‘Kendra Sells Hollywood’s’ Newest Castmember McKenzie Ryan Takes on L.A.
The New York-based agent, who joins the Max real-estate reality series for season two, talks about expanding her business to Los Angeles and being one of few people of color in the highest ranks of luxury home sales: "I've had to not let anything get in my way."
Kendra Sells Hollywood, the real-estate reality series, returns for season two Friday on Max, and there's a new castmember joining the ranks of the show.
Ranked in the top 3 percent of agents nationwide, Douglas Elliman's McKenzie Ryan is the latest addition to the series, which follows former The Girls Next Door star Kendra Wilkinson as she builds a career in real estate.
Ryan has been based for years in New York -- where she's currently listing a Neo-Georgian-style townhouse on East 64th Street for $18 million -- but is now going bicoastal. On the show, she is seen making her own foray into the equally hyper-competitive world of luxury Los Angeles real estate.
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"I play an incredible role on the show as this powerhouse New York broker," Ryan tells The Hollywood Reporter. "This show really came about because I've been so successful in New York and I'm now expanding into other markets, Beverly Hills being one of them. I go out [to L.A.] and show what I'm made of and bring my New York energy and my talent to Beverly Hills. You see my interaction with all these L.A. agents who have never met me before and are kind of bracing for this new level of competition that I bring to Beverly Hills and to our Elliman office. We love a little competition around here."
Ryan, who leads a team of five agents at Douglas Elliman, knows what it's like to compete under pressure and with an audience. Named by THR as one of New York City's rising stars in real estate in 2022, she's a former ballerina and competitive rhythmic gymnast.
"Prior to selling real estate, which I started when I was 15, I trained for the Olympics as a rhythmic gymnast and competed all over the country and internationally," says Ryan. "So competition and performance is in my DNA and it's one of the aspects that really set me up for an incredibly successful real estate career. There's nothing I love more than performing and winning as much as possible."
However, as Ryan relates to THR, she found success after a childhood in New York where she had experiences that made her feel like an outsider. "A lot of people don't know about my background and my past and what it's taken me to get here. So in the show, I get to talk about that. I'm the youngest of three kids. My mom is Jewish and white and my dad is African-American and Scottish, and my siblings are both white with blond hair and blue eyes and green eyes. I really grew up feeling like an outsider in my world and in the landscape of New York City. In school, people always thought I was adopted and I never fit in anywhere."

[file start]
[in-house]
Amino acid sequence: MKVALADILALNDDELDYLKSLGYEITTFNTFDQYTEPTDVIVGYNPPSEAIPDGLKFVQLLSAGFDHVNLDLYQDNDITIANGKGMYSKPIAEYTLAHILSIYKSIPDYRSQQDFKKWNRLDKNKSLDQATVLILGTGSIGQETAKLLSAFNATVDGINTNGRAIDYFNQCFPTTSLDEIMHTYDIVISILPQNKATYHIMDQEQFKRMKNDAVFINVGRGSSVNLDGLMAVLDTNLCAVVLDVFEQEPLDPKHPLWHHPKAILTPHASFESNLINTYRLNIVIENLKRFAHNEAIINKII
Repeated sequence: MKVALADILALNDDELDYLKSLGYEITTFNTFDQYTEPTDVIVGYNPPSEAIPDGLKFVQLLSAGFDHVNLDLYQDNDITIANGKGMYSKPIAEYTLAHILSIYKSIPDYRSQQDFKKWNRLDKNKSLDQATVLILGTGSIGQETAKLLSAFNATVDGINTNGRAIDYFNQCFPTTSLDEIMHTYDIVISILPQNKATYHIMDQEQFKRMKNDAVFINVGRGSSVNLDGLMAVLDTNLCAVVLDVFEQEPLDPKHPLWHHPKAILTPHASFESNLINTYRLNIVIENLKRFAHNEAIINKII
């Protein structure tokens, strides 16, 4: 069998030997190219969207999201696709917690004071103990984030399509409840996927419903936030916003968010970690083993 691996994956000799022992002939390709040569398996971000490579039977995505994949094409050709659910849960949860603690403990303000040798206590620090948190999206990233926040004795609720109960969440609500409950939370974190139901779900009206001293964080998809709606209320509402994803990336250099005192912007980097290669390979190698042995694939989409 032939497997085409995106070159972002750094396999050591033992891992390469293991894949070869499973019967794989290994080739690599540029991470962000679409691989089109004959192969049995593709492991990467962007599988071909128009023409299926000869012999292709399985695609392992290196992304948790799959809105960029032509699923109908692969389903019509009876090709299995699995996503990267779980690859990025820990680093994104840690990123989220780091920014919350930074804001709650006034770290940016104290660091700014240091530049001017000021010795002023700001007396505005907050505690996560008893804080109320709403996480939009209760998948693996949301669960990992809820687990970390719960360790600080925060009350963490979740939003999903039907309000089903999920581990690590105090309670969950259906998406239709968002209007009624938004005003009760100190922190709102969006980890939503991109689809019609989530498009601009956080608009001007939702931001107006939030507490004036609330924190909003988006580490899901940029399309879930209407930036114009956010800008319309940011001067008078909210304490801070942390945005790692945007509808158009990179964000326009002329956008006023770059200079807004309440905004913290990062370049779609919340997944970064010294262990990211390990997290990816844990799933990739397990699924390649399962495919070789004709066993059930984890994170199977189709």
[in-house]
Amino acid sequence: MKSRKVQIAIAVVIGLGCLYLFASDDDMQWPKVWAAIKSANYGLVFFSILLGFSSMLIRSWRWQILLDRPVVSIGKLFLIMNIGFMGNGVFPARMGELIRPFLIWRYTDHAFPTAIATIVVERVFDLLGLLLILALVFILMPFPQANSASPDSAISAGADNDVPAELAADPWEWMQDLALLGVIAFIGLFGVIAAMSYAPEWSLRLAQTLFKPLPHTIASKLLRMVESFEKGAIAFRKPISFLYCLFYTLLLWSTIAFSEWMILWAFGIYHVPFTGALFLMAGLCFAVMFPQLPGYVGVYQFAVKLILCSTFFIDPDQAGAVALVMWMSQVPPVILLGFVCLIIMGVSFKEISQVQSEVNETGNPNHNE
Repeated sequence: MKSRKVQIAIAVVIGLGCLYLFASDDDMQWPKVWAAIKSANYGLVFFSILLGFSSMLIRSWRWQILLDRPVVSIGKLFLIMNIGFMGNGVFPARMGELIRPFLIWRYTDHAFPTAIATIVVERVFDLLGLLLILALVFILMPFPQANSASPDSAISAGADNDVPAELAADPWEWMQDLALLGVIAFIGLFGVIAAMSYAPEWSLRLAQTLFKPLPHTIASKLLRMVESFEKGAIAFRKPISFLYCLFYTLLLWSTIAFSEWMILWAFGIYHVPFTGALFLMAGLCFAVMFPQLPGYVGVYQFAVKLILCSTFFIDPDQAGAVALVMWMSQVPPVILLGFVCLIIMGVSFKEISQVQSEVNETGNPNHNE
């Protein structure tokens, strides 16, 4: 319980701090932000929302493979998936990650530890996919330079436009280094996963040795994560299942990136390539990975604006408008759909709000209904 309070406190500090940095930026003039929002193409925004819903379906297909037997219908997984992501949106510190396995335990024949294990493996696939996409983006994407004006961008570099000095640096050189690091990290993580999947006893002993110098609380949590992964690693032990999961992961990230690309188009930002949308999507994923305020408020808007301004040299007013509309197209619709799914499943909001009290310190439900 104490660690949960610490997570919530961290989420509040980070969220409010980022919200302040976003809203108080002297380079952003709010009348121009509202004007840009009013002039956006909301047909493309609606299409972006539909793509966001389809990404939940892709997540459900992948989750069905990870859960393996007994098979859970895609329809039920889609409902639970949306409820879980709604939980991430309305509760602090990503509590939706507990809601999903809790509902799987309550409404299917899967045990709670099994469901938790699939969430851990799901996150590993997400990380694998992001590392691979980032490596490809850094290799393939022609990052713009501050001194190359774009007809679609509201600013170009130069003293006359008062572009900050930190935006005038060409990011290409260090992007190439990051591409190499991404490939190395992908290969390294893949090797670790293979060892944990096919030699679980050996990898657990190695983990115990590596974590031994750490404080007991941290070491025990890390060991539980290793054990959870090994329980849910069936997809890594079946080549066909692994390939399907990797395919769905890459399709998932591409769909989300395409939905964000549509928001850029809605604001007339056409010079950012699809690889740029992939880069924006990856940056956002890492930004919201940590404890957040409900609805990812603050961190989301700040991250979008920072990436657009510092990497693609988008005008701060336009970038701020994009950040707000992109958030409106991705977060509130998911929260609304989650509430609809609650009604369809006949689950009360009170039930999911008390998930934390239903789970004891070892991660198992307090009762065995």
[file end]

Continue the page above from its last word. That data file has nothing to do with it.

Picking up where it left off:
Ryan says she's been able to channel that "pain of being excluded and being made fun of and turn it into an incredible strength. It has propelled me forward. I still feel like an outsider within the context of me going out to L.A. to expand my business," she adds.
Agents of color can face numerous challenges in the real-estate world, as explored in a recent New York Times article which detailed incidents of discriminatory behavior in an industry where only 6 percent of real estate agents are Black and in which white counterparts earn incomes that are almost three times higher.
"We did a panel called Agents of Color with Douglas Elliman during Black History Month," says Ryan, "and I spoke very openly and eloquently and, you know, broke down in tears on stage just talking about what it's been like to make it to this level where I'm maybe one of three agents of color that sells luxury real estate in Manhattan and what it's been like to be rejected or passed over because people think I'm perhaps inferior or don't come from that same world of the type of buyers they are hoping to attract. And I spoke candidly about how I've had to fight my way through all of it and not let anything get in my way and keep my positivity and keep my faith in myself and in my future strong."
Ryan is currently ranked in the top 1 percent of real estate agents of color in the United States with a social media presence that includes 65,000 followers on Instagram. Up next: Ryan, who got engaged last December, is working on a book that springs from her interest in historic preservation and the history of real estate in New York. Says Ryan, "I'm going to be publishing history books about the Vanderbilts' and the Astors' real estate empires in the coming year."